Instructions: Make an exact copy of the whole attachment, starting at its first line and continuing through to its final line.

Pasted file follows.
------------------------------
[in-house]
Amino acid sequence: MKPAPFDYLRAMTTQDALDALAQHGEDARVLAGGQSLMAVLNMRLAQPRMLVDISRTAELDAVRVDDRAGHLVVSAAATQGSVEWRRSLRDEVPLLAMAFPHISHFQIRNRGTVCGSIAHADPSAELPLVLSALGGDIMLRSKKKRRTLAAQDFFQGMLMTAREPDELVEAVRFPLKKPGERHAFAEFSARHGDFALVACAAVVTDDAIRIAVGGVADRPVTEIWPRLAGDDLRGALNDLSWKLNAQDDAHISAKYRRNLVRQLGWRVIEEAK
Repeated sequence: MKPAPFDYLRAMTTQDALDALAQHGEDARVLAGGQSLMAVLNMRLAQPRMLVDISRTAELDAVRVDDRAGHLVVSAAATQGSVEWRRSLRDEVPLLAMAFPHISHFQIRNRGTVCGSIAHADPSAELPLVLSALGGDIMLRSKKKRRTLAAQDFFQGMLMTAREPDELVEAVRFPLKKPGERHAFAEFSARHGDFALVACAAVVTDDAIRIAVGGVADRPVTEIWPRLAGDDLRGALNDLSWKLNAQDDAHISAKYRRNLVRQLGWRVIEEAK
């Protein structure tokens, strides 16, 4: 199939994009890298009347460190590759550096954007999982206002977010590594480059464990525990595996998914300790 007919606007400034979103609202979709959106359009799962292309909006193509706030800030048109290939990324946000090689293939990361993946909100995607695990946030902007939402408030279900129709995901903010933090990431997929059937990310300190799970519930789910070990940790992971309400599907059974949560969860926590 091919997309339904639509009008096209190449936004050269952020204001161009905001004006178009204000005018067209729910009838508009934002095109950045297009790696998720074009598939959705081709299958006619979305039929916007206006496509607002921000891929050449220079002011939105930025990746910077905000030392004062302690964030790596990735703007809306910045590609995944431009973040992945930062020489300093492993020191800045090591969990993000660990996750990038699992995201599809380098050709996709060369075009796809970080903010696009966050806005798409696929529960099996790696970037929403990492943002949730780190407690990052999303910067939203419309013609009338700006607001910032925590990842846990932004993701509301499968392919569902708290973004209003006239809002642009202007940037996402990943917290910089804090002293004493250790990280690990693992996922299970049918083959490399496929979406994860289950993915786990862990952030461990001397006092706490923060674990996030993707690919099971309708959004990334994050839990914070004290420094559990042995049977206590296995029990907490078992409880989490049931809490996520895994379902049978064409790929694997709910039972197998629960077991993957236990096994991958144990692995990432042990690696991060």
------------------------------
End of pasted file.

[in-house]
Amino acid sequence: MKPAPFDYLRAMTTQDALDALAQHGEDARVLAGGQSLMAVLNMRLAQPRMLVDISRTAELDAVRVDDRAGHLVVSAAATQGSVEWRRSLRDEVPLLAMAFPHISHFQIRNRGTVCGSIAHADPSAELPLVLSALGGDIMLRSKKKRRTLAAQDFFQGMLMTAREPDELVEAVRFPLKKPGERHAFAEFSARHGDFALVACAAVVTDDAIRIAVGGVADRPVTEIWPRLAGDDLRGALNDLSWKLNAQDDAHISAKYRRNLVRQLGWRVIEEAK
Repeated sequence: MKPAPFDYLRAMTTQDALDALAQHGEDARVLAGGQSLMAVLNMRLAQPRMLVDISRTAELDAVRVDDRAGHLVVSAAATQGSVEWRRSLRDEVPLLAMAFPHISHFQIRNRGTVCGSIAHADPSAELPLVLSALGGDIMLRSKKKRRTLAAQDFFQGMLMTAREPDELVEAVRFPLKKPGERHAFAEFSARHGDFALVACAAVVTDDAIRIAVGGVADRPVTEIWPRLAGDDLRGALNDLSWKLNAQDDAHISAKYRRNLVRQLGWRVIEEAK
């Protein structure tokens, strides 16, 4: 199939994009890298009347460190590759550096954007999982206002977010590594480059464990525990595996998914300790 007919606007400034979103609202979709959106359009799962292309909006193509706030800030048109290939990324946000090689293939990361993946909100995607695990946030902007939402408030279900129709995901903010933090990431997929059937990310300190799970519930789910070990940790992971309400599907059974949560969860926590 091919997309339904639509009008096209190449936004050269952020204001161009905001004006178009204000005018067209729910009838508009934002095109950045297009790696998720074009598939959705081709299958006619979305039929916007206006496509607002921000891929050449220079002011939105930025990746910077905000030392004062302690964030790596990735703007809306910045590609995944431009973040992945930062020489300093492993020191800045090591969990993000660990996750990038699992995201599809380098050709996709060369075009796809970080903010696009966050806005798409696929529960099996790696970037929403990492943002949730780190407690990052999303910067939203419309013609009338700006607001910032925590990842846990932004993701509301499968392919569902708290973004209003006239809002642009202007940037996402990943917290910089804090002293004493250790990280690990693992996922299970049918083959490399496929979406994860289950993915786990862990952030461990001397006092706490923060674990996030993707690919099971309708959004990334994050839990914070004290420094559990042995049977206590296995029990907490078992409880989490049931809490996520895994379902049978064409790929694997709910039972197998629960077991993957236990096994991958144990692995990432042990690696991060």